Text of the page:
Reading ‘Evans on Earth’ (Lothian press 1992) a biography of Len Evans set off reflections on how the wine business has evolved since the 1960s. One curious feature of the last 50 years, related to the soaring popularity of wine, has been the great number of bloggers, writers and critics that have appeared to explain the meaning of wine. What news should they report, what do we need to know, what good wines have we missed; perhaps now they should they ask themselves something simpler, why do drinkers of day-to-day wines need any of their thoughts?
Australian consumers have moved on from 1962 when Evans penned ‘Cellarmaster’ for The Bulletin, as our first wine columnist and later in 1982 moved to the Womens Weekly to talk of wine to a larger audience.
The wine writer in The Australian, Nick Ryan, in January reviewed six new wine books on these topics; two about Bordeaux, Champagne, the autobiography of a wine merchant, ten wines to understand Australia, and an exotic wine thriller. Ryan explains that the true lover of wine likes to read about the topic. This may be so though my point is there is little to be learned about drinking well from these books. In 1978 Robert Parker began his newsletter the Wine Advocate (U.S.) to explain without fear or favour what subscribers should drink because he saw a conflict of interest in wine reviews that were often penned by sellers of wine. With the sense of duty of a lawyer and a liking for the consumer advocate Ralph Nader, Parker began a journey that after 20 years had reshaped the global wine trade. In the early 1980s the Melbourne merchant Paul De Berg Day, an imported wine specialist, changed from scoring wines his way to using Parker scores. I advised him against this as he would lose identity and as many others found Parker scores took over and ultimately controlled what they could buy and sell.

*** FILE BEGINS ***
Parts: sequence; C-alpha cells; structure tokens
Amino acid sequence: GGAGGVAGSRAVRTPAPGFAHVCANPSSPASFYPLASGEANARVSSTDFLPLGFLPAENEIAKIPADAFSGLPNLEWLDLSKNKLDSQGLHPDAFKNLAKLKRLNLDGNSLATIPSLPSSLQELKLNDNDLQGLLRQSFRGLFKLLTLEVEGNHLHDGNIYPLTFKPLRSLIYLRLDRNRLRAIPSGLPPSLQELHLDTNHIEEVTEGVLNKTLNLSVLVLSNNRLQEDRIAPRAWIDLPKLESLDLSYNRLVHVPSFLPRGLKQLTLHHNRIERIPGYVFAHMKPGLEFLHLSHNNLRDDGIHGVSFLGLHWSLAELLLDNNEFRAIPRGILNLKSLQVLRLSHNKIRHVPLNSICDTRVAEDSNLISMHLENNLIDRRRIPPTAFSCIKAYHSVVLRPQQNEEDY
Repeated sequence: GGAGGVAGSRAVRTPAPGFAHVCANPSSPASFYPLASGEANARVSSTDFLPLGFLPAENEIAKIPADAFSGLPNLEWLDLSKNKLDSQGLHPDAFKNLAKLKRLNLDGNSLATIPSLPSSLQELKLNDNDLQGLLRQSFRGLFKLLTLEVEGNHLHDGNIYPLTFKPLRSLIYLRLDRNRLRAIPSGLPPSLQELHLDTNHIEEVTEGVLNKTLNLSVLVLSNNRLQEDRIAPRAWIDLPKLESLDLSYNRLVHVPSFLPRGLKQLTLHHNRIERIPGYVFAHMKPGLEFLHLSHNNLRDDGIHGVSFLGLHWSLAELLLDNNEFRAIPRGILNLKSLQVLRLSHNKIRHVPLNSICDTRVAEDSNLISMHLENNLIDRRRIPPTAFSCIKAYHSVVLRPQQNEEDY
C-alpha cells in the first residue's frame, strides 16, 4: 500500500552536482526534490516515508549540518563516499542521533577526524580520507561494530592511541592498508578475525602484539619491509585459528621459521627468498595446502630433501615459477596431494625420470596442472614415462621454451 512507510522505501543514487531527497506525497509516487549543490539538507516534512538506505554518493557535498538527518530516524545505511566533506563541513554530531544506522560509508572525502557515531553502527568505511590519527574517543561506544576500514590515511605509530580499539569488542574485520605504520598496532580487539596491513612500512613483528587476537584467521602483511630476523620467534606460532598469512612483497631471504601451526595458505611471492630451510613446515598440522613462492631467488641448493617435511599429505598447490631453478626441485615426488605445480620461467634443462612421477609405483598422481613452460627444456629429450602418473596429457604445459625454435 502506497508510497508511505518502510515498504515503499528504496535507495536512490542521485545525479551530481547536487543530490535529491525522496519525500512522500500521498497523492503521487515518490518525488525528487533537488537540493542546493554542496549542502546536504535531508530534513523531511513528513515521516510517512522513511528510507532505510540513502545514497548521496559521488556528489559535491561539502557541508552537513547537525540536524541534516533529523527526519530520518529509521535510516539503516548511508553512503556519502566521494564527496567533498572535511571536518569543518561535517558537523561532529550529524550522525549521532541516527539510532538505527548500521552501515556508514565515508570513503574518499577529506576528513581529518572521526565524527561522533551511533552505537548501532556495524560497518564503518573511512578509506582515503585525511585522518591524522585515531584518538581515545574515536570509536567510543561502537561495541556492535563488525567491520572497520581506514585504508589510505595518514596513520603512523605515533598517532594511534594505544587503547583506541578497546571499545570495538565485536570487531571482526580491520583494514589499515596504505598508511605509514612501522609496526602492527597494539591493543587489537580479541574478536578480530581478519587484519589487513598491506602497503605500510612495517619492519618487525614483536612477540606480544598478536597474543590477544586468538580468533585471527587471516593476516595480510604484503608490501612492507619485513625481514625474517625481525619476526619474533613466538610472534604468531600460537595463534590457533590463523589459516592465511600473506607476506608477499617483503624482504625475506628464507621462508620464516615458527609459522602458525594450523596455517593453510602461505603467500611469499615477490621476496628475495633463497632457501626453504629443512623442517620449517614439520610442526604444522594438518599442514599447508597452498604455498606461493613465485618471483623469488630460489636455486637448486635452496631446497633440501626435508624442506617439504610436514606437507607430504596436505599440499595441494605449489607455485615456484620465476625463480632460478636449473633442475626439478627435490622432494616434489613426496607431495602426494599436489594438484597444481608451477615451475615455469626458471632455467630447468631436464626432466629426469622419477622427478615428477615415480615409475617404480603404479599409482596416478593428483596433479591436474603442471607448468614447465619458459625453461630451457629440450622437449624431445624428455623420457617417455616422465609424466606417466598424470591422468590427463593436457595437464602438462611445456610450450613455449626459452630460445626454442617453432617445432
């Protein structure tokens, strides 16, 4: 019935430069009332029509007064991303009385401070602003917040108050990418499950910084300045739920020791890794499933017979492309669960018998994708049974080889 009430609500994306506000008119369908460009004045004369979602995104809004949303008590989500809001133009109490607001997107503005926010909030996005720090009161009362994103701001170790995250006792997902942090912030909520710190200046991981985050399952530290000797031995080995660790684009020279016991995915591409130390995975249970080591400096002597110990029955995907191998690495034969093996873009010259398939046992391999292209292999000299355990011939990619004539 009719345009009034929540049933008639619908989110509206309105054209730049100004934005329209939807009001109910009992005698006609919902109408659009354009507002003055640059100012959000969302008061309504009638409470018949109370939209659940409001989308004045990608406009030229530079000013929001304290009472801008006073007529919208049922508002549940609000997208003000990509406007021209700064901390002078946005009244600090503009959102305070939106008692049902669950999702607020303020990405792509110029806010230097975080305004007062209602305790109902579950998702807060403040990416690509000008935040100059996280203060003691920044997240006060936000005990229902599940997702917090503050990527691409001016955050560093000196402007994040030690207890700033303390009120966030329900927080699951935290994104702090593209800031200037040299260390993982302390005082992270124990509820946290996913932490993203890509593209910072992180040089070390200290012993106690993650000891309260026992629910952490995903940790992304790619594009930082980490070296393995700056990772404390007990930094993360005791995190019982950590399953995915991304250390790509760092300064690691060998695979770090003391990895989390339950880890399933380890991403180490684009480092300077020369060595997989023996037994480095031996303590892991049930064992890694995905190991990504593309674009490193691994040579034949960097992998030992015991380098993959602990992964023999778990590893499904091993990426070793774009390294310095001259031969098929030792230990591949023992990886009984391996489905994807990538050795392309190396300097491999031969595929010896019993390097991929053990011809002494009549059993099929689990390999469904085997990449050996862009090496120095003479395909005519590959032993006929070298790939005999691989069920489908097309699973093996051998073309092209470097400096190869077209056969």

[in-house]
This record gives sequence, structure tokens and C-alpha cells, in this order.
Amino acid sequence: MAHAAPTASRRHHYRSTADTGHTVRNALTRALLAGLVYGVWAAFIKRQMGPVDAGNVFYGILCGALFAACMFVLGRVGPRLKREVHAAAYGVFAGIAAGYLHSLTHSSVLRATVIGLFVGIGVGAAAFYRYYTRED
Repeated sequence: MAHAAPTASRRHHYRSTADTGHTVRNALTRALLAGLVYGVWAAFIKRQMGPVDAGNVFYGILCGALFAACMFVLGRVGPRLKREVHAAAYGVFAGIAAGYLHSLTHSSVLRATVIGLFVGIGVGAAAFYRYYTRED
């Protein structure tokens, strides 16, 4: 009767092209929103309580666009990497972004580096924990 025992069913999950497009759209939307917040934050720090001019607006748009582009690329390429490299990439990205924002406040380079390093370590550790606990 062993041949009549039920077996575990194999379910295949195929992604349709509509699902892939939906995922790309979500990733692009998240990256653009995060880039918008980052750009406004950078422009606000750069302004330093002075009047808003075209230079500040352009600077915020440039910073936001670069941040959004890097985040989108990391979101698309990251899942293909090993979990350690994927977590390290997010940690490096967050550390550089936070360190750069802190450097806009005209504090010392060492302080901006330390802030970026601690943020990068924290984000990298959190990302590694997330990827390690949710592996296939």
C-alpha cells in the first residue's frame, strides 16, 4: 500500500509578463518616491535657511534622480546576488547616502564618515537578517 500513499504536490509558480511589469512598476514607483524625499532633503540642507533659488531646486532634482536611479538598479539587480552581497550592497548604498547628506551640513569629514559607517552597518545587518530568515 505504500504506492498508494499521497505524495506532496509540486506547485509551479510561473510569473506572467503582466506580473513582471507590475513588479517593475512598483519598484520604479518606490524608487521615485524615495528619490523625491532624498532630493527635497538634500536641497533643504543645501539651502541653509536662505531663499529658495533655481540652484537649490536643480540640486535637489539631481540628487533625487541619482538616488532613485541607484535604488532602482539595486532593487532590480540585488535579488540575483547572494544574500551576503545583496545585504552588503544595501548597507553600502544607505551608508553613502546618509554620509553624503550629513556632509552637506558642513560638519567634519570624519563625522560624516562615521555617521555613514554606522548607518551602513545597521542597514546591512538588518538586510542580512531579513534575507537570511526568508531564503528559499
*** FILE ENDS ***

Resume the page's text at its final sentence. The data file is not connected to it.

I now wonder whether the career of Parker has left us with nothing but inflated scores and leap-frogging prices. I also see a conformity in the opinions of writers to bloggers. The 5000 guests to the Bordeaux 2019 en primeur tasting did not arrive and leave to be critical of the wines. The initial impulse of Parker was to score without fear or favour though by 2021 I believe this is not possible. The more I look the more I see that what is written about wine supports the established system and thus distorts the pricing, so is of little help to customers.
The two Australian buying magazines The Wine and Spirit Buyers Guide (1975) and Winestate (1978) helped consumers to get going. Today you will do better going your own way. At Glug, Benjamin and I prefer to work with wine drinkers that can form their own judgement.